How to optimise for instant answers on search engines

Related Articles


Use Google Consent Mode to gain a competitive advantage


We are RocketMill: This is Izzy Scott-Evans


How to optimise for instant answers on search engines

When the Google search engine launched in 1998, its biggest rivals were human beings. At a time when web search was primitive, directories determined our dial-up downloads. Today, advanced algorithms know what we want to see before we’ve even finished typing it. For many search terms, the answer is on the results page, or even in the search bar. Search engines have become answer engines.

Learn why this presents a threat to your traffic, but also an opportunity to capture new visitors.


In summary, to maximise traffic from ‘instant answers’ on search engines:

  1. Recognise when paid search will deliver more visitors than organic.
  2. Write high-quality content using semantic HTML markup, targeting pain points and natural language search.
  3. Don’t build simple tools like calculators. Make clever, complex campaign pieces which are useful, engaging and fun.
  4. Position your brand as the authority within your niche.

Just like I have in the four bullet points above!

The fractured relationship with modern search engines

Content publishers and search engines used to enjoy a win-win relationship. Publishers allowed search engines to list their pages, so they could build a comprehensive index of the web. When people browsed these indexes, the search engines referred them to the publishers. Perfect, right?

Nope. In this model, the search engines were losing out. In September 1999, one year after its launch, Google was answering 3.5 million searches per day. Fast forward to 2016, and it now answers 3.5 billion searches every 24 hours. Of course, powering processors and employing engineers takes more than small change.

Plus, we don’t always need a list of results. Google aims to build ‘the ultimate personal assistant’, but is often more like a game show host. “Is the answer A, B, C, D?” You receive millions of results for the simplest of searches. A good personal assistant will whittle down the options to give you the right answer, fast.

Search engines needed to make money to survive, and deliver better results to thrive. So, they changed the model. Paid search monetised commercial keywords, while organic search provided fast answers to non-commercial queries.

If the search results answer the question, why click through to a website?

The thing is, convenience for users leads to high stakes for publishers. Instant answers can cull your traffic overnight. Google has a calculator, currency converter, dictionary, and even metronome right in its results. If you offer any of those tools, your traffic will have taken a colossal hit.

If you don’t, maybe you’re next.

Let’s not forget Bing. Yes, it’s the butt of many a joke, but Bing is the default search engine on Windows. If you target business or education users, on devices locked down by their IT department, Bing has huge potential to send you visitors.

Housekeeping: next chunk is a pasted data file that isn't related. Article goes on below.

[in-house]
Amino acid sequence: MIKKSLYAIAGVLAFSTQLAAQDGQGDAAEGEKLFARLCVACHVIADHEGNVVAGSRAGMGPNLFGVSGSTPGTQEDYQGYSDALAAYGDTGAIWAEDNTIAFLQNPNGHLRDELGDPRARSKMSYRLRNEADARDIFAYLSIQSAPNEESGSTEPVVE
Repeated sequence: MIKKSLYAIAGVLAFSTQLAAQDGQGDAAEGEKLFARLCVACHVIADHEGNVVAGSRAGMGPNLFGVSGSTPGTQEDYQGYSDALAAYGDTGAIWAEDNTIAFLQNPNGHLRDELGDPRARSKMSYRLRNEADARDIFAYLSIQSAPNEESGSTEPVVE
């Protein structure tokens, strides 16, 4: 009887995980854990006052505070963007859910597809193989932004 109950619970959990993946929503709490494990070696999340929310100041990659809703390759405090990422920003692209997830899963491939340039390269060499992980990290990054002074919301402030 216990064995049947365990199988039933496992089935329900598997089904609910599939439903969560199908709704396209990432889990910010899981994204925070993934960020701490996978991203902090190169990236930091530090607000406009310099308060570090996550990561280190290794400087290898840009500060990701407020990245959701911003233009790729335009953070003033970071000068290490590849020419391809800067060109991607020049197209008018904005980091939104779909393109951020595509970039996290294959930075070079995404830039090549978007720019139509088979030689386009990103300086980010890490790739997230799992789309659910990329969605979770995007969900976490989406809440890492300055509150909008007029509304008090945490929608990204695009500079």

Now, Microsoft’s search tools also serve instant answers. Personal assistant Cortana provides calculations, conversions, weather conditions and more. The full fat Bing experience even carries an interactive periodic table, and a times table test.

When the search engines are the content, how can you compete?

Organic search as part of a synergised marketing campaign

Paid search is an essential element of modern digital marketing. This doesn’t have to mean Google AdWords or Bing Ads. Paid promotion on social networks may better suit your content or campaign.

For organic search, take a two-pronged attack.

Firstly, become the authority. Write high-quality content search engines want to scrape for their instant answers. The pain points in your niche are a perfect source of inspiration, along with tools like AnswerThePublic and Huballin. Semantic tables and lists will help search engines interpret and recreate your content. Be sure to use your branding and product names within the copy, wherever appropriate.

Secondly, create complex campaign pieces search engines will never want to replicate. Build content that is so useful, so engaging, and so downright fun, search engines will never have the resources to replace it. And then market it, everywhere.

An example campaign – music to your ears?

Imagine you run an ecommerce site selling music equipment, and search traffic is instrumental to your success.

For commercial queries – ‘Yamaha guitars’, say – you’ll get best results from PPC. Strive to achieve technical excellence on category and product pages. This will help capture organic visitors, improve your quality scores and lower your bids.

Your organic search campaign should focus on non-commercial queries higher up the funnel. You could target ‘how to hold the violin’, or ‘which musical instrument should I play?’.

By the “fat head, chunky middle…” model, those are long tail keywords with low search volume. However, more than 50% of searches now take place on mobile devices. As our phones become our PAs, optimising for voice search will be vital. Evergreen content targeting natural language search terms is forward-thinking and futureproof.

Let’s say your music site hosts an interactive metronome, which ranks well for ‘metronome’. Now Google serve a similar piece of content on the results page, your traffic has nosedived. It’s unfortunate, but there is a solution. Make your next content piece not just OK, but outstanding. Make something like the HTML5 drum machine.

Google might make a simple alternative for a one-off Google Doodle, but in the grand scheme of things you’re unlikely to be bettered. Plus, you can market that killer content via other channels.

After all: that drum machine has 10,000 likes on Facebook.

What do you think?

I would love to know your thoughts on this article, and the future of SEO. Drop us a line via @RocketMill.